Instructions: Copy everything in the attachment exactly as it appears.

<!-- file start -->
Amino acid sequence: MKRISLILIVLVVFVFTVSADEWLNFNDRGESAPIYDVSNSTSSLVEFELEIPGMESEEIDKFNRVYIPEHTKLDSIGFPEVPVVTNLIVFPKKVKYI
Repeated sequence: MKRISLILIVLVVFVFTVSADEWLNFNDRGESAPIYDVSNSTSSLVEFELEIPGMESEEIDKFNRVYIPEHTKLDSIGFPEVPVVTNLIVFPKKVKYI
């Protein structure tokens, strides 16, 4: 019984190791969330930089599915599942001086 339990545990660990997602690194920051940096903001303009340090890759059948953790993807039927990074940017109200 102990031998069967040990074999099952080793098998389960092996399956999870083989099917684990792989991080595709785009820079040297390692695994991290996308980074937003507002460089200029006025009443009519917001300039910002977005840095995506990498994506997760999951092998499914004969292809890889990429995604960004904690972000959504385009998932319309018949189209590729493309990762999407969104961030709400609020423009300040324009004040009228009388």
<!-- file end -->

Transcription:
Amino acid sequence: MKRISLILIVLVVFVFTVSADEWLNFNDRGESAPIYDVSNSTSSLVEFELEIPGMESEEIDKFNRVYIPEHTKLDSIGFPEVPVVTNLIVFPKKVKYI
Repeated sequence: MKRISLILIVLVVFVFTVSADEWLNFNDRGESAPIYDVSNSTSSLVEFELEIPGMESEEIDKFNRVYIPEHTKLDSIGFPEVPVVTNLIVFPKKVKYI
């Protein structure tokens, strides 16, 4: 019984190791969330930089599915599942001086 339990545990660990997602690194920051940096903001303009340090890759059948953790993807039927990074940017109200 102990031998069967040990074999099952080793098998389960092996399956999870083989099917684990792989991080595709785009820079040297390692695994991290996308980074937003507002460089200029006025009443009519917001300039910002977005840095995506990498994506997760999951092998499914004969292809890889990429995604960004904690972000959504385009998932319309018949189209590729493309990762999407969104961030709400609020423009300040324009004040009228009388």